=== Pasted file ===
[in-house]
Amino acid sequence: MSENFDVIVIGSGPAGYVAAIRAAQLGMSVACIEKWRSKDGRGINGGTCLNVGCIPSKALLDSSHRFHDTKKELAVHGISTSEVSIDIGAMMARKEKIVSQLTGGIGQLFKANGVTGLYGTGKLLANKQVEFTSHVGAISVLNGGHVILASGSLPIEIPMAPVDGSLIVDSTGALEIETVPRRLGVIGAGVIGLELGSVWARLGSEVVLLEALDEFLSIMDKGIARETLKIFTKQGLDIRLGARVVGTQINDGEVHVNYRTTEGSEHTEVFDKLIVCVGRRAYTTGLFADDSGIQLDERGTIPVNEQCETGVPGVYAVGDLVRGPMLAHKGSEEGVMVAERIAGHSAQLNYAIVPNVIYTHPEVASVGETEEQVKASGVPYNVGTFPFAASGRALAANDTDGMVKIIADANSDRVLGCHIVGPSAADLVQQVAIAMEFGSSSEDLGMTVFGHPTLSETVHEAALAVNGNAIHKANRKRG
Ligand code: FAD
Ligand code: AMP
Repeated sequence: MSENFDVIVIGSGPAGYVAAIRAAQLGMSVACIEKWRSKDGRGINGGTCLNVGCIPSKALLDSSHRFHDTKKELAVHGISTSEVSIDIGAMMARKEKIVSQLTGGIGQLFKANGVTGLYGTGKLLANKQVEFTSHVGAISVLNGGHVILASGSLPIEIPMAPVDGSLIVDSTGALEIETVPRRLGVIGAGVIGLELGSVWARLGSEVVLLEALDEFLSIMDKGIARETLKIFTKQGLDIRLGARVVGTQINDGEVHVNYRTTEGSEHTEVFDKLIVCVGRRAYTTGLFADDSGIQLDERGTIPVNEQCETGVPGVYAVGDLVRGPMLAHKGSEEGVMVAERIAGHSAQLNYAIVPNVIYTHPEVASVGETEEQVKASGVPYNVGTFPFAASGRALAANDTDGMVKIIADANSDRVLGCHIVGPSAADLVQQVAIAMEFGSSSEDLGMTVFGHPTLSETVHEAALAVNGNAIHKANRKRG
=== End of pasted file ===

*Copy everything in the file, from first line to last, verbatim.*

[in-house]
Amino acid sequence: MSENFDVIVIGSGPAGYVAAIRAAQLGMSVACIEKWRSKDGRGINGGTCLNVGCIPSKALLDSSHRFHDTKKELAVHGISTSEVSIDIGAMMARKEKIVSQLTGGIGQLFKANGVTGLYGTGKLLANKQVEFTSHVGAISVLNGGHVILASGSLPIEIPMAPVDGSLIVDSTGALEIETVPRRLGVIGAGVIGLELGSVWARLGSEVVLLEALDEFLSIMDKGIARETLKIFTKQGLDIRLGARVVGTQINDGEVHVNYRTTEGSEHTEVFDKLIVCVGRRAYTTGLFADDSGIQLDERGTIPVNEQCETGVPGVYAVGDLVRGPMLAHKGSEEGVMVAERIAGHSAQLNYAIVPNVIYTHPEVASVGETEEQVKASGVPYNVGTFPFAASGRALAANDTDGMVKIIADANSDRVLGCHIVGPSAADLVQQVAIAMEFGSSSEDLGMTVFGHPTLSETVHEAALAVNGNAIHKANRKRG
Ligand code: FAD
Ligand code: AMP
Repeated sequence: MSENFDVIVIGSGPAGYVAAIRAAQLGMSVACIEKWRSKDGRGINGGTCLNVGCIPSKALLDSSHRFHDTKKELAVHGISTSEVSIDIGAMMARKEKIVSQLTGGIGQLFKANGVTGLYGTGKLLANKQVEFTSHVGAISVLNGGHVILASGSLPIEIPMAPVDGSLIVDSTGALEIETVPRRLGVIGAGVIGLELGSVWARLGSEVVLLEALDEFLSIMDKGIARETLKIFTKQGLDIRLGARVVGTQINDGEVHVNYRTTEGSEHTEVFDKLIVCVGRRAYTTGLFADDSGIQLDERGTIPVNEQCETGVPGVYAVGDLVRGPMLAHKGSEEGVMVAERIAGHSAQLNYAIVPNVIYTHPEVASVGETEEQVKASGVPYNVGTFPFAASGRALAANDTDGMVKIIADANSDRVLGCHIVGPSAADLVQQVAIAMEFGSSSEDLGMTVFGHPTLSETVHEAALAVNGNAIHKANRKRG